National Air and Space Museum 2015 Annual Report

Preservation/Conservation

Spirit of St. Louis Conservation
The Engen Conservation Chair, Malcolm Collum, performs conservation treatment on the Spirit of St. Louis' engine.

Collections

  • The Collections Department was awarded $105,000 as part of a Collections Care and Preservation Fund grant for building custom pallets for artifact movement and storage.
  • In 2015, 6,500 artifacts were relocated from the Paul E. Garber Facility to storage at the Udvar-Hazy Center, bringing the total number of artifacts moved since the Center opened in 2003 to 18,500. In addition, 4,000 of the more than 9,000 non-display artifacts and 160 pieces of art from the Museum in Washington, DC have been relocated to storage at the Udvar-Hazy Center. Some of these items were moved for safekeeping during revitalization of the building.
  • The remodel of the Boeing Milestones of Flight Hall continued in 2015. Artifacts such as the Spirit of St. Louis and Bell X-1 Glamorous Glennis were moved to the floor of the gallery for conservation, while others were transported to the Mary Baker Engen Restoration Hangar at the Udvar-Hazy Center. New artifacts, such as the NACA wind tunnel fan, were installed, and the Lunar Module was moved from its location in the east end to Milestones for permanent display. By the end of the year, many artifacts had been re-suspended, and crews began construction. The gallery is scheduled to be completed in July 2016.
  • The Collections Department began preservation of the Martin B-26B-25-MA Marauder Flak-Bait and the Apollo Telescope Mount. Flak-Bait will be reassembled and put on display in the Udvar-Hazy Center. When completed, the telescope mount will go on display in the Udvar-Hazy Center’s James S. McDonnell Space Hangar.
  • Smithsonian staff began 3D scanning several iconic objects in 2015. The data will be used to create virtual tours of these objects and a host of future immersive interactive experiences. Test scans of the Space Shuttle Discovery were conducted in prep for a full scan to be completed over the next year. The Smithsonian Digitization Program Office is also 3D scanning most objects in the Boeing Milestones of Flight Hall such as the Bell X-1, the Spirit of St. Louis, and the Apollo 11 Command Module Columbia. This Discovery 3D project is made possible by the generous support of one of the Museum's Board members, Meredith Siegfried Madden, and her husband, Peter Madden.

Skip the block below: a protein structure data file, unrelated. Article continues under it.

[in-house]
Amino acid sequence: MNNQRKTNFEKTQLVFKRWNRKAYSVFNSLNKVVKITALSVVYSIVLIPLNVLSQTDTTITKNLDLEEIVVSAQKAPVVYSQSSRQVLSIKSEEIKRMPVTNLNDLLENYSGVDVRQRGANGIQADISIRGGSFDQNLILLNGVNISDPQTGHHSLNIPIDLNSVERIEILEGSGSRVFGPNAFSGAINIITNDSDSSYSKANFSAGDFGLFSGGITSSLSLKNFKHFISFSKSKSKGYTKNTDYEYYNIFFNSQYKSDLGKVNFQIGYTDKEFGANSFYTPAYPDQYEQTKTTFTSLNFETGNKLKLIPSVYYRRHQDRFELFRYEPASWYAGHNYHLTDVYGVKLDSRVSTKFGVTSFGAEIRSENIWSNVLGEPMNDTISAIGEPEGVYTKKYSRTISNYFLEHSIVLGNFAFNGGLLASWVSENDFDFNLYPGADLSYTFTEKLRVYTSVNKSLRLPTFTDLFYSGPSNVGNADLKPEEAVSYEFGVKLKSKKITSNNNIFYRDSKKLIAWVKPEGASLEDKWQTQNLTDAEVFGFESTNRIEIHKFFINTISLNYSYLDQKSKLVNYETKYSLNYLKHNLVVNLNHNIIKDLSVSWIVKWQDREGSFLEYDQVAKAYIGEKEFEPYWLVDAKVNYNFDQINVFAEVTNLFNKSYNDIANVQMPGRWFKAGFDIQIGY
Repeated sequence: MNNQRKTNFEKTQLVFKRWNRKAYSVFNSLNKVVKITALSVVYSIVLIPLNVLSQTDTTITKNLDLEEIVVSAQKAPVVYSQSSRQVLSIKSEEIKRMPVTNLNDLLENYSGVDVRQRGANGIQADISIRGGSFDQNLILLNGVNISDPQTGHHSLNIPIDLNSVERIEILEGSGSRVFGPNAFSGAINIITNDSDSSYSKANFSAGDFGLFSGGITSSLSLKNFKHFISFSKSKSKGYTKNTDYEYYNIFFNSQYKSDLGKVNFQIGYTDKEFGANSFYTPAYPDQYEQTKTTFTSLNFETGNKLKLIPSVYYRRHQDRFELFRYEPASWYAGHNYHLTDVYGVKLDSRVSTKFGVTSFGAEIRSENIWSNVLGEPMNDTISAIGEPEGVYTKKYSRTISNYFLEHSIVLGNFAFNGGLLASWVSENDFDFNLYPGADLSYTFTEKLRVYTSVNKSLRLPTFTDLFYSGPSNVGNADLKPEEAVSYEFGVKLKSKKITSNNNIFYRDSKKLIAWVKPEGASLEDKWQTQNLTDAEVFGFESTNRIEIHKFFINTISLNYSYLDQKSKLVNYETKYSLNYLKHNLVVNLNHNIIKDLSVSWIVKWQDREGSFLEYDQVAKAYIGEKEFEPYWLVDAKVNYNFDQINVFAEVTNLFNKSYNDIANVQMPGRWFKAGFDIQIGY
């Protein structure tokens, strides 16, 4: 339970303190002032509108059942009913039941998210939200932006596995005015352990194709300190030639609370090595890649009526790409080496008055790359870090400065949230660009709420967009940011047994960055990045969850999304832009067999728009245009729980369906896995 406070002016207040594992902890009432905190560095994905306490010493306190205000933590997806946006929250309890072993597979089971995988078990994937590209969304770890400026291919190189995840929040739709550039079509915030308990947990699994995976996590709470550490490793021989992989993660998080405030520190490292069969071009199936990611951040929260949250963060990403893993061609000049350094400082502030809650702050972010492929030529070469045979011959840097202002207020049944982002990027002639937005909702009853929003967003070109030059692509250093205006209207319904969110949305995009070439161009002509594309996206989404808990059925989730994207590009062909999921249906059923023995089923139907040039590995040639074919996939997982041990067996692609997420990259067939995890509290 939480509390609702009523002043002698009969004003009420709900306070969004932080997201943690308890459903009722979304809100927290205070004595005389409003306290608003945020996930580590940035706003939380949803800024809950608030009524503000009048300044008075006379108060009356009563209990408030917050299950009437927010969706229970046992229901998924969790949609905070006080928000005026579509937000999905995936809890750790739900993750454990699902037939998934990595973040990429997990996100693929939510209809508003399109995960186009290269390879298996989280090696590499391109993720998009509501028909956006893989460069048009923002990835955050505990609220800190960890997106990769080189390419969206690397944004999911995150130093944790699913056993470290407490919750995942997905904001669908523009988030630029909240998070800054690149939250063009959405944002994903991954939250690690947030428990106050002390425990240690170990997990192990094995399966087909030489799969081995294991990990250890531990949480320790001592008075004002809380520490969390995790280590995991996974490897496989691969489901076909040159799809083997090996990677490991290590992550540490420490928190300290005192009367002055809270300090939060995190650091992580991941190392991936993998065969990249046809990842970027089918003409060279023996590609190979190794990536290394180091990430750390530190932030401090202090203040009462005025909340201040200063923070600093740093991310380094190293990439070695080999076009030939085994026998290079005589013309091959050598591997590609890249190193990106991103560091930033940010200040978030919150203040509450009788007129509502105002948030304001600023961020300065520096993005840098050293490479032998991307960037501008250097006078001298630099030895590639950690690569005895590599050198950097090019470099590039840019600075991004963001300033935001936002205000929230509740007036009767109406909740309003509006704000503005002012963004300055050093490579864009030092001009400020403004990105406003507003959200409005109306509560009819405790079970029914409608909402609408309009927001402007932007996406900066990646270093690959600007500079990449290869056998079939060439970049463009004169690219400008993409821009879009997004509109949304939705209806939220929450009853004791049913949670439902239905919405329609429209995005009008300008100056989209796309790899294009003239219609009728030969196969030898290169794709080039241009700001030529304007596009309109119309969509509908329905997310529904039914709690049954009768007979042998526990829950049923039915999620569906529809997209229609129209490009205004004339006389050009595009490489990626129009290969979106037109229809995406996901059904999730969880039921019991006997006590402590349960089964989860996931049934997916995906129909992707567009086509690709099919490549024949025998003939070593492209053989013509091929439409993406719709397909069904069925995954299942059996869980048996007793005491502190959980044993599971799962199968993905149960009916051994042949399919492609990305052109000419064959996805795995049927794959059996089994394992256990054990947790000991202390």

Emil Buehler Conservation Lab

  • The Smithsonian's first Kickstarter crowdfunding campaign exceeded expectations by raising more than $700,000 for conservation and display of Neil Armstrong's Apollo 11 spacesuit, as well as Alan Shepard's Mercury spacesuit. The campaign, called "Reboot the Suit," reached its first goal of $500,000 within five days, and went on to meet the "stretch goal" of $700,000 by the end of the campaign 25 days later.
  • The Conservation Department received two Collections Care and Preservation Grants:
    • For the project "Conservation Survey and Preventative Conservation of Radioactive and Non-Radioactive Artifacts from the National Collection" in the amount of $266,000
    • For the project "Conservation Triage III, Stabilization Treatment for Surveyed Objects Identified as Requiring Immediate Treatment" in the amount of $189,000
  • To aid conservators in achieving authenticity in restoring the Star Trek starship Enterprise studio model to its August 1967 appearance, the Museum asked Star Trek fans for firsthand, pre-1976 images or film of the model. A press release and blog post garnered 77 photos, three of which were precisely the images needed to complete the model’s conservation. The Enterprise will go on display in the Boeing Milestones of Flight Hall in July 2016.
  • Using Kendall Charitable Trust funds, the unit began conservation treatments for the Evelyn Way Kendall Ballooning and Early Aviation Collection.

Archives

  • In July of 2015, the Museum's Archives completed a major digitization project with Gale Cengage Learning and Research Solutions. The project involved Gale Cengage digitizing an estimated one million items from the Archives collections that are now available to Smithsonian staff and visiting researchers as well as various libraries, universities, and other learning institutions. The Archives' collections are one of a series of resources Gale Cengage is developing with the Smithsonian titled "Smithsonian Collections Online."